UPPER MARLBORO — During their first meeting back from August recess, the Prince George’s County Council approved several items and held a public hearing on a bill that would permit the development of townhomes in Bowie on the site of the Freeway Airport on Sept. 10.
The council held public hearings on a series of bills that were introduced before the recess. A public hearing is typically the last step in the process before the council votes to approve the legislation, said County Council Chair Todd Turner.
For most of the bills opened up for a public hearing at this meeting, however, there were no speakers and the council was able to approve them.
These included changing Columbus Day to Native American Day, increasing the amount of the tax credit cap for homeowners who utilize solar or geothermal energy conservation devices and the transfer of appropriated funding for the fiscal year 2019 capital budget.
However, one bill on the agenda brought out a significant amount of people to testify before the council, many of them opposed to the legislation.
The bill, CB-17, would provide provisions for the development of townhomes and single-family homes in zoning areas listed as “Residential Agricultural” where the proposed property “meets appropriate criteria and has certain residential development regulations imposed on the development of said uses pursuant to a Detailed Site Plan approval process.”
The Planning Board determined that the Freeway Airport, located on Church Road in Bowie, met the criteria for the bill. The redevelopment of the airport property would account for up to about four dwelling units per acre on the 129-acre property which could total more than 500 units at the most.
A letter from the City of Bowie to the county council opposing the bill noted that the legislation could have significant land-use implications for the area because of the increase in dwelling units per acre. Approval of the bill would undermine the process they have just begun of updating the 2006 Bowie and Vicinity Master Plan.
The majority of the nearly four-hour county council meeting was spent listening to comments from the public on CB-17. Most people listed traffic safety, the inadequacy of Church Road to handle an increase in traffic volume and the overcrowding of nearby schools as reasons for their opposition.
Greenbelt City Councilmember Colin Byrd said that the city council of Greenbelt voted to oppose the bill, citing the lack of public transit near the site, negative impacts on green space and the environment, lack of sensitivity to nearby roads and the increase in traffic and air pollution it would bring.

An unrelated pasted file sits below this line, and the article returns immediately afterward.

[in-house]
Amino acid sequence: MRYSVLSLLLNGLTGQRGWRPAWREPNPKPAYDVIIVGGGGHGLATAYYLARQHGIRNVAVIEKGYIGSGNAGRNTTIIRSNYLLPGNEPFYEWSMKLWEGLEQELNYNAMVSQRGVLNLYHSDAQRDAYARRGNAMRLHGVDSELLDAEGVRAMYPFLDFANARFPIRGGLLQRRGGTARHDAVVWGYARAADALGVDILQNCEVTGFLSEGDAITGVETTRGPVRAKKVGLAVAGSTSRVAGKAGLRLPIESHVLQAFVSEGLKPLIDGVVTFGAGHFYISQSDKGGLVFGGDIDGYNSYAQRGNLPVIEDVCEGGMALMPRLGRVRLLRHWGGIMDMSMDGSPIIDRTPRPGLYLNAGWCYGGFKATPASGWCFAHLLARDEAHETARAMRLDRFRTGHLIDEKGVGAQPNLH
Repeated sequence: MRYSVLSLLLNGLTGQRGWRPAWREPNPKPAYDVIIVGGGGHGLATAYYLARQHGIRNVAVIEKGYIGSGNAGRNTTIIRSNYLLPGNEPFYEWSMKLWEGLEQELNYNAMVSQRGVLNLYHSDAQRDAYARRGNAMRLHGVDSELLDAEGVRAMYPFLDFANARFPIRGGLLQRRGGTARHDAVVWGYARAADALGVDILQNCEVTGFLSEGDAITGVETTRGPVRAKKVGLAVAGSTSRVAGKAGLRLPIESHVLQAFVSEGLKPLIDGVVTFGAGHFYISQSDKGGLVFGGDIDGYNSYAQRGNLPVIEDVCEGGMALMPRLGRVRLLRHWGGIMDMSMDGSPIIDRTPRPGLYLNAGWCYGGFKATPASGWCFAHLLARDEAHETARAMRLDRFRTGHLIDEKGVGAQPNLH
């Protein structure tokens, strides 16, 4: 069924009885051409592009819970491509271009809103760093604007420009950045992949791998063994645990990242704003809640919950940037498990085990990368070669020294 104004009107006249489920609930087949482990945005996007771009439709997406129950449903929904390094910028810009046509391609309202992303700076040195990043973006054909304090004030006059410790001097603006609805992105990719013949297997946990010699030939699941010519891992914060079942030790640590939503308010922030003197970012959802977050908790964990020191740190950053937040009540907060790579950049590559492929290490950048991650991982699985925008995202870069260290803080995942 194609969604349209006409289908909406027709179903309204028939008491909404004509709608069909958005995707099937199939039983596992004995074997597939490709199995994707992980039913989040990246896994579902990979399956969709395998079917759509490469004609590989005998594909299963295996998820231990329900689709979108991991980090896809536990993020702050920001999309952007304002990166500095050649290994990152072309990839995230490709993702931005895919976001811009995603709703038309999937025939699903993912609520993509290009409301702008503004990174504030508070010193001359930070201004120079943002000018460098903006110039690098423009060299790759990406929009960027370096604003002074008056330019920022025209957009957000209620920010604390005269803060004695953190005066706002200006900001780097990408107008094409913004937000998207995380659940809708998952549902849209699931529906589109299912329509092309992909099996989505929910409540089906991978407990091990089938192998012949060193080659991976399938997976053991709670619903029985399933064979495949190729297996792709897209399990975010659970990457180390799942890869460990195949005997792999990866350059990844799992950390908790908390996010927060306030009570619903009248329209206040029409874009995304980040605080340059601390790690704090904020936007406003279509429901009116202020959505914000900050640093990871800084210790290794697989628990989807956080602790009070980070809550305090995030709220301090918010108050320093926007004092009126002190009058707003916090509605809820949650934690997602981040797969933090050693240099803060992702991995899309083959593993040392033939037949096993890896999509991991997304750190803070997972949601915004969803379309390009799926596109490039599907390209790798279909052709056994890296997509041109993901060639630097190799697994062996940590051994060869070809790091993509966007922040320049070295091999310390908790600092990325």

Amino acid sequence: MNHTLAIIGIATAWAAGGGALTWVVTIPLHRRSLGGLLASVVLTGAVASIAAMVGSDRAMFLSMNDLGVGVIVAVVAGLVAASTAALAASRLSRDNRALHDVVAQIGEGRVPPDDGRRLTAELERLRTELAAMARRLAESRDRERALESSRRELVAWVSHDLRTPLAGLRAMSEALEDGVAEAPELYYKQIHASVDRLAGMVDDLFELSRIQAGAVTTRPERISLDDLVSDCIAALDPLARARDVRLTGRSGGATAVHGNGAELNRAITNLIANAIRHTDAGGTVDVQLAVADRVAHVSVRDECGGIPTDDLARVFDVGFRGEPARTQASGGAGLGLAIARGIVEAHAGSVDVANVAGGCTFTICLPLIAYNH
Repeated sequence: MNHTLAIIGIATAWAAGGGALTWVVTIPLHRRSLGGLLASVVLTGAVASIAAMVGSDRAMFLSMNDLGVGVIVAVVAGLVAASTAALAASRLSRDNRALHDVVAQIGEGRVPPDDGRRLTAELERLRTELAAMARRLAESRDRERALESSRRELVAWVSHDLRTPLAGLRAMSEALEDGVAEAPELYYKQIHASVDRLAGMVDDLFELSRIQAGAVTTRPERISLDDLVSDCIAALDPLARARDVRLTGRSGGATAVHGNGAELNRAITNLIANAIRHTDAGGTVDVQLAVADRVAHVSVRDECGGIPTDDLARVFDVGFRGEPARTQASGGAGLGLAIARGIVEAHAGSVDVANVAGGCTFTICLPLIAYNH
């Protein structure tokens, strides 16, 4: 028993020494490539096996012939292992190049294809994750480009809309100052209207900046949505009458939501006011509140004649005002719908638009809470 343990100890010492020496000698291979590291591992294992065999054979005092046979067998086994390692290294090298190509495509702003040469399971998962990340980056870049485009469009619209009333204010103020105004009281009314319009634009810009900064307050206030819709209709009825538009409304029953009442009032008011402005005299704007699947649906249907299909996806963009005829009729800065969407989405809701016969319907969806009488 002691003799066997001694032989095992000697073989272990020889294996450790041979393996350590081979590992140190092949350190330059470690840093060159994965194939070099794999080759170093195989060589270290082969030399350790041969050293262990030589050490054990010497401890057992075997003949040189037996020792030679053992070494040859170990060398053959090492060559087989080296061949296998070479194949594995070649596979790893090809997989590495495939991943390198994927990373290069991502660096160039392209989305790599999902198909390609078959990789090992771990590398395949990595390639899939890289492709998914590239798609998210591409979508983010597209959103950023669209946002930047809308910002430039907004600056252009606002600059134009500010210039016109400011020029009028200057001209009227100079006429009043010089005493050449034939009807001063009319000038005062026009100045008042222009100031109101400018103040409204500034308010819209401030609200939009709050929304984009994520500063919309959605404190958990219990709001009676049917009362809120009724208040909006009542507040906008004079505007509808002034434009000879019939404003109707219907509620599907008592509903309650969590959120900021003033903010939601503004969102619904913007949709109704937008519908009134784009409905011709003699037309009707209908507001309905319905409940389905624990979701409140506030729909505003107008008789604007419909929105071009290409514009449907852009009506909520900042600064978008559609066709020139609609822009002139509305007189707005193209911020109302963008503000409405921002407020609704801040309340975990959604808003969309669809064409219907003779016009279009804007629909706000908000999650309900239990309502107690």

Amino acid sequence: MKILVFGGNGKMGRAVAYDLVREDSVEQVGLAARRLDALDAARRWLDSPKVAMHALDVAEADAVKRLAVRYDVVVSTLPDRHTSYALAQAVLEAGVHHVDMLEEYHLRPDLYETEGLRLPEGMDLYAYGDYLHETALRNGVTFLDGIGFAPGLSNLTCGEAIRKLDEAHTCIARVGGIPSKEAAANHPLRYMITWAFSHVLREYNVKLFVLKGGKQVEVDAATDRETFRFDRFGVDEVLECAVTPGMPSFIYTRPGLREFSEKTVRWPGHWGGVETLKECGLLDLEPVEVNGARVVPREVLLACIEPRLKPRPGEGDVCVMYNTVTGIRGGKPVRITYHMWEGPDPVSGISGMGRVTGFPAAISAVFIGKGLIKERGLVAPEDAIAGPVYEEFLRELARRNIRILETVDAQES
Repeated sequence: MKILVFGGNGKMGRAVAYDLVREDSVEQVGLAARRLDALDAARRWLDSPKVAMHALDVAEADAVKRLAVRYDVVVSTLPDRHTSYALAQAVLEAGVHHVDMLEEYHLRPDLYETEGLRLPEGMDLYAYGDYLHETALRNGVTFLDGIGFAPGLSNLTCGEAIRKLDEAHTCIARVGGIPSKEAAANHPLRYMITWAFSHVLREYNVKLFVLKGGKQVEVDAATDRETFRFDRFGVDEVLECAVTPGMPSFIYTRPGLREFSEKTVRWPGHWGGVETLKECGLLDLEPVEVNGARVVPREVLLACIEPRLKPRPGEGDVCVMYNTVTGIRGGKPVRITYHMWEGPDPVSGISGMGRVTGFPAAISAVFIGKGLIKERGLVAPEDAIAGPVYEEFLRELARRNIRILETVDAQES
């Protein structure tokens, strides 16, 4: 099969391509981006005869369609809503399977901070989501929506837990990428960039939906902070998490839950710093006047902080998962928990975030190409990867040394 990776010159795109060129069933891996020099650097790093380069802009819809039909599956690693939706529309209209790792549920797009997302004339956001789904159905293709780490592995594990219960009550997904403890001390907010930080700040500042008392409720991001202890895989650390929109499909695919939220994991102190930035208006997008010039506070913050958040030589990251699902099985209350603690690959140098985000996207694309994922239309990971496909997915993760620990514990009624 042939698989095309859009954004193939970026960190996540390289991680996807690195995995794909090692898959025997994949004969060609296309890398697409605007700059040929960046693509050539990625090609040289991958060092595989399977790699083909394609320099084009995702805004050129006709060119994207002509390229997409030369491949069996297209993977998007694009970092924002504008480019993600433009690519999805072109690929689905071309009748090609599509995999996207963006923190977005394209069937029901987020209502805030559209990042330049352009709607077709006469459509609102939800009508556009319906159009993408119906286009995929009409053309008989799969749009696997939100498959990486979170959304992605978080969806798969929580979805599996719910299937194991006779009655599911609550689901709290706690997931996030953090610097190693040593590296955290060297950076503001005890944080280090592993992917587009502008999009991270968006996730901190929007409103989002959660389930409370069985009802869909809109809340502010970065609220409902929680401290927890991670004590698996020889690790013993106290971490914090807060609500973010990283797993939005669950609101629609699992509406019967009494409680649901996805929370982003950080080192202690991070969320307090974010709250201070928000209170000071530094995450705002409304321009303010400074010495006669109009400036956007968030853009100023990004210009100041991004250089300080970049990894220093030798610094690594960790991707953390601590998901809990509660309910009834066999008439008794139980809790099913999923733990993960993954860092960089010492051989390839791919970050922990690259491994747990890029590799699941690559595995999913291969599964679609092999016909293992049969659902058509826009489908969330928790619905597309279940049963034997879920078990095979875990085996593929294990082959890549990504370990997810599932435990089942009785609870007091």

“While I realize that the focus of this bill is Bowie and the development at the Freeway Airport site, in particular, I want to clarify that I am interested in this issue in the long term because of the precedent I think it will set for other municipalities and developments, and in the short term because the bill could allow other properties in the county to do similar things,” said Byrd who was met with applause from the audience at the end of his speech.
Not everyone at the meeting opposed the development of the airport into new homes. Bowie resident Cheryl Landis came to the podium backed by a group of friends and neighbors to say that they support closing the Freeway Airport and turning it into something new.
Landis pointed out how the airport is already underutilized, and its revenue has steadily decreased. It would be more worthwhile to turn it into something more useful to the city, Landis said. While she supported the legislation, she asked that the county council be transparent about the project and advocate for responsible and smart housing.
However, Bowie resident Michael Brown stated that the capacity of Church Road overstretched and with added congestion will come with less safety on the road and the overcrowding of schools.
“We are only asking for responsible development,” Brown said. “If it is true that this volume of homes has been offered as access to their ability to bring retail to Bowie, I ask at what cost to residents of Church Road for retail? This seems like a money grab for the owners of Freeway Airport and developers.”
Following the public hearing, Councilmember Derrick Leon Davis (District 6) pointed out the importance of public participation and that it was beneficial for the council to have so many people come to the meeting.
However, he pointed out that this step in the process is not the deciding factor that the development will happen but is only one stepping stone and a catalyst for conversation. Davis also mentioned the responsibilities of the council for zoning in a transparent and legally binding way. Church Road is not the rural road that it used to be and that the county needs to determine what they want the area to be in the future, Davis said.
“This is the process that gets us to actually what occurs, whether it is a detailed site plan or conceptual site plan, will take into consideration adequate public facilities for schools,” Davis said. “It will take into consideration infrastructure for roads and transportation; it will take into consideration public safety and all the things that are our responsibility as the District Council for health, safety and welfare of Prince George’s County.”
Davis suggested that the council table the bill, discuss it further, and have another public hearing at a later date.
However, Councilmember Monique Anderson-Walker (District 8) thought it would be a good idea to vote on the bill at the Sept. 10 meeting while the people who were concerned were present.
“My concern is your life, your safety, your quality of life is going to be disrupted,” she said.
By the end of the discussion, the county council decided to hold the agenda item and schedule another public hearing at a date that will be determined later.